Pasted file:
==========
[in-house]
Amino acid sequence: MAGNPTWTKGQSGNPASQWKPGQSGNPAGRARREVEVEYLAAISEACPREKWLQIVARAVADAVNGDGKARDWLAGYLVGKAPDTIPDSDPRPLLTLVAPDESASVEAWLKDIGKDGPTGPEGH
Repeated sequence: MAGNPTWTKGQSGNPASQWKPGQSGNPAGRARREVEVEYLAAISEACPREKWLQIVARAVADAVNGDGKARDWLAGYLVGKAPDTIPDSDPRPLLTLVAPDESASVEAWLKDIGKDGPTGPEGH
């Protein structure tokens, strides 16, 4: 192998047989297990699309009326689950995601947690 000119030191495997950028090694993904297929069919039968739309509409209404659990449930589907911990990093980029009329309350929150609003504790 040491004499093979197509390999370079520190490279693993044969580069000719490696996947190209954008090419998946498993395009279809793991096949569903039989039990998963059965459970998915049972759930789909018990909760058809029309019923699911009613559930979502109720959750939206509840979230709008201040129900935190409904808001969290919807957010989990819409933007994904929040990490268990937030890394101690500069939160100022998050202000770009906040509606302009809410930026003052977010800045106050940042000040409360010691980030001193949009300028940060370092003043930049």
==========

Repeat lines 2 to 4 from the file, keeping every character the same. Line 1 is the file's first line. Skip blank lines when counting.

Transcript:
Amino acid sequence: MAGNPTWTKGQSGNPASQWKPGQSGNPAGRARREVEVEYLAAISEACPREKWLQIVARAVADAVNGDGKARDWLAGYLVGKAPDTIPDSDPRPLLTLVAPDESASVEAWLKDIGKDGPTGPEGH
Repeated sequence: MAGNPTWTKGQSGNPASQWKPGQSGNPAGRARREVEVEYLAAISEACPREKWLQIVARAVADAVNGDGKARDWLAGYLVGKAPDTIPDSDPRPLLTLVAPDESASVEAWLKDIGKDGPTGPEGH
């Protein structure tokens, strides 16, 4: 192998047989297990699309009326689950995601947690 000119030191495997950028090694993904297929069919039968739309509409209404659990449930589907911990990093980029009329309350929150609003504790 040491004499093979197509390999370079520190490279693993044969580069000719490696996947190209954008090419998946498993395009279809793991096949569903039989039990998963059965459970998915049972759930789909018990909760058809029309019923699911009613559930979502109720959750939206509840979230709008201040129900935190409904808001969290919807957010989990819409933007994904929040990490268990937030890394101690500069939160100022998050202000770009906040509606302009809410930026003052977010800045106050940042000040409360010691980030001193949009300028940060370092003043930049």